Sometimes home organization is swiftly re-categorized from cheerful resolution to dire emergency, such as when the toilet overflows all the way down the hall into the basket of important papers waiting to be filed, or when the rod in the closet finally crashes to the floor—on top of the wedding china that’s been waiting to be properly stored (since the wedding).
Today was just such a day.
I’d been meaning to do a New Year’s purge of the refrigerator since returning home last week. We keep the refrigerator tidy, but the holidays led to the appearance of several mystery Tupperware, and I was also certain I’d spotted some early December expiration dates on more than one carton of yogurt and mini-containers of cottage cheese.
But other demands took precedence, and I let it go. I’d been holding off on doing a big shopping, instead pushing enigmatic elements to the back of the refrigerator to make room for smaller purchases to tide us over. Something particular was getting stinky in there, but I decided to play the fool and opted for the far more satisfying tasks of playing choo-choo and peek-a-book with Nick and promptly shut the door.
It was a bad move. Nick woke up early this morning, which meant I was up early, and when I cracked the refrigerator door, I was assaulted with an all-out stench. Something had morphed during the night. Nick started crying, and I came close to tears, too, because I knew that it could only be one thing: forgotten beans.
If you’ve never forgotten beans in your own refrigerator, consider yourself blessed. A small portion of leftover refried beans, a serving of chili con carne, or a few tablespoons of black bean salsa—that’s all it takes to produce a toxic cloud of stank if left undisturbed in the nether-regions of the fridge (and this assessment comes from someone who has been up close and personal with explosive diapers for the past 18 months).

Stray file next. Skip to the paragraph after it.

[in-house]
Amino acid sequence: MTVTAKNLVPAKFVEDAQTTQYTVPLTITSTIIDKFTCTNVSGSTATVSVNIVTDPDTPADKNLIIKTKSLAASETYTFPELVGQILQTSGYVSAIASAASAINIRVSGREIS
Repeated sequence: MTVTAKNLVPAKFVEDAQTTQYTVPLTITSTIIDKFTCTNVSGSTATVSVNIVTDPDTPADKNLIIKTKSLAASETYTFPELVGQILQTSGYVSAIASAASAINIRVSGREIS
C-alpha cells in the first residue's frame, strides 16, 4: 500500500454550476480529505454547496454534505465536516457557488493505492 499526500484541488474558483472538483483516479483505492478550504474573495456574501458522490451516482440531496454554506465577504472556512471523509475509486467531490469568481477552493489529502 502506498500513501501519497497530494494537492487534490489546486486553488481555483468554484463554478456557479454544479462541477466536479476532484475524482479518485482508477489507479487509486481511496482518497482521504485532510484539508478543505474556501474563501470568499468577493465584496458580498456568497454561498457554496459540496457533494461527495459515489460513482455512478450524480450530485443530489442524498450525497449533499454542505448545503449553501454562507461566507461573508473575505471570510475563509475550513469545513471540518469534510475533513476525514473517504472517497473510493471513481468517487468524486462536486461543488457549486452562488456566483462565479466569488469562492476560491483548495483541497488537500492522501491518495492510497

Still bleary (and pre-coffee no less) I located the culprit—a 1-cup size disposable container filled with leftover black beans (I have no recollection of the dish from which they were leftover). The container lived up to its disposable name as I chucked it and all other questionable and unaccountable bits and pieces.
From this day forth, I pledge never to “save” beans; I encourage the same for one and all.
IFurther, I've made this a cooking vacation day—Kevin’s in charge of dinner production tonight; I have to teach spinning at 5:30 anyway. Everything else today is juice, soup and yogurt (the non-expired variety). I think I need the detox as much as the refrigerator did.
Newly resolved to keep the refrigerator extra-organized, I did some research on refrigeration and freezer storage—hope it’s helpful!
How Long to Keep Food?
In the Refrigerator:
Hard cheese (e.g., Cheddar, Swiss, Parmesan)—3 to 4 weeks
Cottage cheese—5 to 7 days, or package date
Cream cheese—2 weeks
Pre-grated Parmesan cheese (grated)—1 year
Milk—1 to 2 weeks, or package date
Meat & Tofu (e.g., beef, lamb, pork)
Ground meat—1 to 2 days
Roast—2 to 4 days
Steaks, chops—3 to 5 days
Stew meat—1 to 2 days
Tofu—Package date (if unopened), or 3-5 days if opened
Fruits & Veg
Berries--2 to 3 days
Green Beans--4 to 5 days
Carrots—2 to 3 weeks
Citrus—10 days to 2 weeks
Spinach and Leafy Greens—2 to 4 days
Radishes—2 to 3 weeks
Eggs, Poultry & Fish
Chicken, turkey—1 to 2 days
Egg substitute—1 month
Fish—1 to 2 days
In the Freezer
Eggs & Dairy
Egg substitute—6 months
Eggs, whites—6 months
Eggs, yolks—8 months
Fruits & Veg
Purchased frozen fruits—1 year
Purchased frozen vegetables—8 months
Beef—6 months to 1 year
Chicken, cooked—1 month
Chicken, pieces—3 months
Chicken, whole—3 to 6 months
Lamb—6 to 9 months
Pork—3 to 6 months
Veal—6 to 9 months
Ground meats—3 to 4 months
Leftover cooked meats—3 months